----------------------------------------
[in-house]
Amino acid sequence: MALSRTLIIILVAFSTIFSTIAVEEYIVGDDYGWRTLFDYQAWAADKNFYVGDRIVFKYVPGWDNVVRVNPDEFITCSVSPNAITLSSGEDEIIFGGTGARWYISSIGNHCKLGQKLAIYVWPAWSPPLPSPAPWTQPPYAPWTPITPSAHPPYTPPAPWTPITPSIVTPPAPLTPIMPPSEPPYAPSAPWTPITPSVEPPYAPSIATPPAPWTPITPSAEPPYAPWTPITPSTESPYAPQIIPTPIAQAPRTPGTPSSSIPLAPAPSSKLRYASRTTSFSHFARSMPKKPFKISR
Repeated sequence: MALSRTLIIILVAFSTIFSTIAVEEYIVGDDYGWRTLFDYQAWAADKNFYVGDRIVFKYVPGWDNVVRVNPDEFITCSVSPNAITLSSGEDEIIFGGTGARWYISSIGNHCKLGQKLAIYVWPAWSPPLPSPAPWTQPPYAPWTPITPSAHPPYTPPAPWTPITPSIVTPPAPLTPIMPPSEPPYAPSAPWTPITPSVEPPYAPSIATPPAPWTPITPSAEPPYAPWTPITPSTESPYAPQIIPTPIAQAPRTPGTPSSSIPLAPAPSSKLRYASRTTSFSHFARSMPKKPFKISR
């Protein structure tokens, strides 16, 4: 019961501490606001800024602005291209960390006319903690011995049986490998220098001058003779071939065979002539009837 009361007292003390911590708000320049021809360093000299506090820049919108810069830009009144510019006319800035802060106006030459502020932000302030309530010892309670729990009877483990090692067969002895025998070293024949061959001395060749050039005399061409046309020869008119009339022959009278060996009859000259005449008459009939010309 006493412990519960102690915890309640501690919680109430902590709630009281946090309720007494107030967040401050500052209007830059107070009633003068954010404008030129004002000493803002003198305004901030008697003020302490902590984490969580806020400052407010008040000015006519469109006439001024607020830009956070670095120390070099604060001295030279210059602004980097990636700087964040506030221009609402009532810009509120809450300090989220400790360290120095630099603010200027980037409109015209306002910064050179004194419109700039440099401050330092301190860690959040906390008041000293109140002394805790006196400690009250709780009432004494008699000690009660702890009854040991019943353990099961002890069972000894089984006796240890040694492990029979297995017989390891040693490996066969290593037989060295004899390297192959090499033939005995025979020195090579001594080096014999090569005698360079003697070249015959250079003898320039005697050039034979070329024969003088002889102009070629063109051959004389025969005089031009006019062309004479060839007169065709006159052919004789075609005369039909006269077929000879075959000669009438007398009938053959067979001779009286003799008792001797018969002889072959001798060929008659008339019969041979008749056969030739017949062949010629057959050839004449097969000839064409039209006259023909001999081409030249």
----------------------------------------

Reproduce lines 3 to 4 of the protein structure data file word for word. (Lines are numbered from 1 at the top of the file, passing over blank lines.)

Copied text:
Repeated sequence: MALSRTLIIILVAFSTIFSTIAVEEYIVGDDYGWRTLFDYQAWAADKNFYVGDRIVFKYVPGWDNVVRVNPDEFITCSVSPNAITLSSGEDEIIFGGTGARWYISSIGNHCKLGQKLAIYVWPAWSPPLPSPAPWTQPPYAPWTPITPSAHPPYTPPAPWTPITPSIVTPPAPLTPIMPPSEPPYAPSAPWTPITPSVEPPYAPSIATPPAPWTPITPSAEPPYAPWTPITPSTESPYAPQIIPTPIAQAPRTPGTPSSSIPLAPAPSSKLRYASRTTSFSHFARSMPKKPFKISR
């Protein structure tokens, strides 16, 4: 019961501490606001800024602005291209960390006319903690011995049986490998220098001058003779071939065979002539009837 009361007292003390911590708000320049021809360093000299506090820049919108810069830009009144510019006319800035802060106006030459502020932000302030309530010892309670729990009877483990090692067969002895025998070293024949061959001395060749050039005399061409046309020869008119009339022959009278060996009859000259005449008459009939010309 006493412990519960102690915890309640501690919680109430902590709630009281946090309720007494107030967040401050500052209007830059107070009633003068954010404008030129004002000493803002003198305004901030008697003020302490902590984490969580806020400052407010008040000015006519469109006439001024607020830009956070670095120390070099604060001295030279210059602004980097990636700087964040506030221009609402009532810009509120809450300090989220400790360290120095630099603010200027980037409109015209306002910064050179004194419109700039440099401050330092301190860690959040906390008041000293109140002394805790006196400690009250709780009432004494008699000690009660702890009854040991019943353990099961002890069972000894089984006796240890040694492990029979297995017989390891040693490996066969290593037989060295004899390297192959090499033939005995025979020195090579001594080096014999090569005698360079003697070249015959250079003898320039005697050039034979070329024969003088002889102009070629063109051959004389025969005089031009006019062309004479060839007169065709006159052919004789075609005369039909006269077929000879075959000669009438007398009938053959067979001779009286003799008792001797018969002889072959001798060929008659008339019969041979008749056969030739017949062949010629057959050839004449097969000839064409039209006259023909001999081409030249």